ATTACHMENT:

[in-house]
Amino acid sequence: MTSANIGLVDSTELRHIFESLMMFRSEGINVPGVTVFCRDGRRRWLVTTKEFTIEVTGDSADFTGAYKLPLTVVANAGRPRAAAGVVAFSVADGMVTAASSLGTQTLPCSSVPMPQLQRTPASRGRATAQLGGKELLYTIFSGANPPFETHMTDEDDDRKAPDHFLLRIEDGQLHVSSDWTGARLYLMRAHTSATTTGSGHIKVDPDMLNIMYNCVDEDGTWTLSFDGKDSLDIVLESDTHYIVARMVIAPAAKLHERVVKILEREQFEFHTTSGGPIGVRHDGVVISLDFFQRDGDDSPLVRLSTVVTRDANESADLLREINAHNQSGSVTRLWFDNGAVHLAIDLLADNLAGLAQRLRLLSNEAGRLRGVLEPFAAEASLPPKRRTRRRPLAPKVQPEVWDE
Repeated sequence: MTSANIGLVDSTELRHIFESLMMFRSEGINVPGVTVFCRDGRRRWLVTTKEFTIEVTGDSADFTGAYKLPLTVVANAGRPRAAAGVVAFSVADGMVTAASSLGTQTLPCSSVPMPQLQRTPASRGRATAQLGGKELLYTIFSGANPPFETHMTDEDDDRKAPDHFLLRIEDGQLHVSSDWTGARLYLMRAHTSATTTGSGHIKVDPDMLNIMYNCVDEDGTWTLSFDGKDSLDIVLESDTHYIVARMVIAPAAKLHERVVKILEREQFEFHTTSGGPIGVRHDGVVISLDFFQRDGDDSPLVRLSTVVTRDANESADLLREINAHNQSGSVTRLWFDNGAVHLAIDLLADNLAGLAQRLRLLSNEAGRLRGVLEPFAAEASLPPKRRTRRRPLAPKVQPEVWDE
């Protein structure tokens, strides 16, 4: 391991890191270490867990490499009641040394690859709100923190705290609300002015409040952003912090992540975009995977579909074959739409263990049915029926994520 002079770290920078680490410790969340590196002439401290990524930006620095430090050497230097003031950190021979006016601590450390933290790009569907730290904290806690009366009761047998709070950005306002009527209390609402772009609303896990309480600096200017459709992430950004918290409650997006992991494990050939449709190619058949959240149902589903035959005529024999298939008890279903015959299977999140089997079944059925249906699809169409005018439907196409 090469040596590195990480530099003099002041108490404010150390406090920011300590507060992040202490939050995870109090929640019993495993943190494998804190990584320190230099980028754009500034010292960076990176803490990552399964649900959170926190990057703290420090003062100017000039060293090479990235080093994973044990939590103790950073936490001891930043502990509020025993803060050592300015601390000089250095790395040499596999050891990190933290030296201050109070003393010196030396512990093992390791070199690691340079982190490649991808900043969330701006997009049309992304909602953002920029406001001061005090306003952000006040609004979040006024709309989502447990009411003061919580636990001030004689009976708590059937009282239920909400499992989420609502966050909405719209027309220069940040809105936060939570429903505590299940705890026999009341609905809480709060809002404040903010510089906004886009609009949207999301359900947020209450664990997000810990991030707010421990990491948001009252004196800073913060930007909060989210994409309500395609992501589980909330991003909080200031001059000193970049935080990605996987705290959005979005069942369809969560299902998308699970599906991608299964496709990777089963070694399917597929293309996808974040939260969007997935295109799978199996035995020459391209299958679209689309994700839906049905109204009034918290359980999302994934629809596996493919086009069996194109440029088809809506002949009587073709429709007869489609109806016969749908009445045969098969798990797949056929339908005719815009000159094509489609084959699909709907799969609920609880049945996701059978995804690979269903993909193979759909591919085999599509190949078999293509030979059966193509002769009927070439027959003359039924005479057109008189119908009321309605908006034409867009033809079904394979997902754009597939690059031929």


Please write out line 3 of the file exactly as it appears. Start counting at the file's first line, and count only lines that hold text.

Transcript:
Repeated sequence: MTSANIGLVDSTELRHIFESLMMFRSEGINVPGVTVFCRDGRRRWLVTTKEFTIEVTGDSADFTGAYKLPLTVVANAGRPRAAAGVVAFSVADGMVTAASSLGTQTLPCSSVPMPQLQRTPASRGRATAQLGGKELLYTIFSGANPPFETHMTDEDDDRKAPDHFLLRIEDGQLHVSSDWTGARLYLMRAHTSATTTGSGHIKVDPDMLNIMYNCVDEDGTWTLSFDGKDSLDIVLESDTHYIVARMVIAPAAKLHERVVKILEREQFEFHTTSGGPIGVRHDGVVISLDFFQRDGDDSPLVRLSTVVTRDANESADLLREINAHNQSGSVTRLWFDNGAVHLAIDLLADNLAGLAQRLRLLSNEAGRLRGVLEPFAAEASLPPKRRTRRRPLAPKVQPEVWDE